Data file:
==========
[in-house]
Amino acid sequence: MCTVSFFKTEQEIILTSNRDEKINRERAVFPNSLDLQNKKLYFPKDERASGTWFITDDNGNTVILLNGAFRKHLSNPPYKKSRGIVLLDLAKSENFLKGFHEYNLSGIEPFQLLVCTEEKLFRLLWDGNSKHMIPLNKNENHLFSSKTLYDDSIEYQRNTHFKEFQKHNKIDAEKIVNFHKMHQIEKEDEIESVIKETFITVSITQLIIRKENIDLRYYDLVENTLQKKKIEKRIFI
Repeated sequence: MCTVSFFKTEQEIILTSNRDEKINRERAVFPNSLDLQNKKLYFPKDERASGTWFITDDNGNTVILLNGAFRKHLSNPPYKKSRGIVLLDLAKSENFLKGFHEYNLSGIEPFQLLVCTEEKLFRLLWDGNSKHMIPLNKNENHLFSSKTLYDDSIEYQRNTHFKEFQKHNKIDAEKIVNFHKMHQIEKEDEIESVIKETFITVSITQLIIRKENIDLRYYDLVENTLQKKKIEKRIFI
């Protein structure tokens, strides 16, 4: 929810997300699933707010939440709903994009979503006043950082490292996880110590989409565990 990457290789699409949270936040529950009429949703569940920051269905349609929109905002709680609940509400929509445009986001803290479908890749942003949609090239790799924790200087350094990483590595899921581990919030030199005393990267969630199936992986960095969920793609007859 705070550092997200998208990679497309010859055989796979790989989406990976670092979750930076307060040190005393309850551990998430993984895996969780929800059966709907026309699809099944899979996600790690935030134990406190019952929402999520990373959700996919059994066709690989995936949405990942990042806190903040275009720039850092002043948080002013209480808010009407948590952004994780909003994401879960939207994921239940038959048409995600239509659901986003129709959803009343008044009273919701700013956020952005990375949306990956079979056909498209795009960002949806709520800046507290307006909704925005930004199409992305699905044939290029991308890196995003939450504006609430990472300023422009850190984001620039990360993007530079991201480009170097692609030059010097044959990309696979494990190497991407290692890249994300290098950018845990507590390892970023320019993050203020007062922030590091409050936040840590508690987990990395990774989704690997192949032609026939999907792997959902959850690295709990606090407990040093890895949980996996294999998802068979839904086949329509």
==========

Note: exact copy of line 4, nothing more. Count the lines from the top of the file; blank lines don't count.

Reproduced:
């Protein structure tokens, strides 16, 4: 929810997300699933707010939440709903994009979503006043950082490292996880110590989409565990 990457290789699409949270936040529950009429949703569940920051269905349609929109905002709680609940509400929509445009986001803290479908890749942003949609090239790799924790200087350094990483590595899921581990919030030199005393990267969630199936992986960095969920793609007859 705070550092997200998208990679497309010859055989796979790989989406990976670092979750930076307060040190005393309850551990998430993984895996969780929800059966709907026309699809099944899979996600790690935030134990406190019952929402999520990373959700996919059994066709690989995936949405990942990042806190903040275009720039850092002043948080002013209480808010009407948590952004994780909003994401879960939207994921239940038959048409995600239509659901986003129709959803009343008044009273919701700013956020952005990375949306990956079979056909498209795009960002949806709520800046507290307006909704925005930004199409992305699905044939290029991308890196995003939450504006609430990472300023422009850190984001620039990360993007530079991201480009170097692609030059010097044959990309696979494990190497991407290692890249994300290098950018845990507590390892970023320019993050203020007062922030590091409050936040840590508690987990990395990774989704690997192949032609026939999907792997959902959850690295709990606090407990040093890895949980996996294999998802068979839904086949329509």